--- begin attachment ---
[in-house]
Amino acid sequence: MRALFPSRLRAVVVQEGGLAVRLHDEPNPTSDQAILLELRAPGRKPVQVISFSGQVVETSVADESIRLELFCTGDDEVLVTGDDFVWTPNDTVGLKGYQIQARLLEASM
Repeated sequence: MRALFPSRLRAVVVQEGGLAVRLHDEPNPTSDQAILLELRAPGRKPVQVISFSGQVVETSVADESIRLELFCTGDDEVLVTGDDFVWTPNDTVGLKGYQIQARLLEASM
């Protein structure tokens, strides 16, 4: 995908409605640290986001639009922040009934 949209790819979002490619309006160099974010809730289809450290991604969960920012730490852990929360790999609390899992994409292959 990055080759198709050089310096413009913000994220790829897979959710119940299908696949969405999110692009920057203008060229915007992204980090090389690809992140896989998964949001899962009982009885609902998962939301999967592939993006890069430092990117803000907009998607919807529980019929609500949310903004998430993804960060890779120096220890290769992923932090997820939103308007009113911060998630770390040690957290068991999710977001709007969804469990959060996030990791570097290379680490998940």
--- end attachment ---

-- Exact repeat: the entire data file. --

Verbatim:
[in-house]
Amino acid sequence: MRALFPSRLRAVVVQEGGLAVRLHDEPNPTSDQAILLELRAPGRKPVQVISFSGQVVETSVADESIRLELFCTGDDEVLVTGDDFVWTPNDTVGLKGYQIQARLLEASM
Repeated sequence: MRALFPSRLRAVVVQEGGLAVRLHDEPNPTSDQAILLELRAPGRKPVQVISFSGQVVETSVADESIRLELFCTGDDEVLVTGDDFVWTPNDTVGLKGYQIQARLLEASM
């Protein structure tokens, strides 16, 4: 995908409605640290986001639009922040009934 949209790819979002490619309006160099974010809730289809450290991604969960920012730490852990929360790999609390899992994409292959 990055080759198709050089310096413009913000994220790829897979959710119940299908696949969405999110692009920057203008060229915007992204980090090389690809992140896989998964949001899962009982009885609902998962939301999967592939993006890069430092990117803000907009998607919807529980019929609500949310903004998430993804960060890779120096220890290769992923932090997820939103308007009113911060998630770390040690957290068991999710977001709007969804469990959060996030990791570097290379680490998940």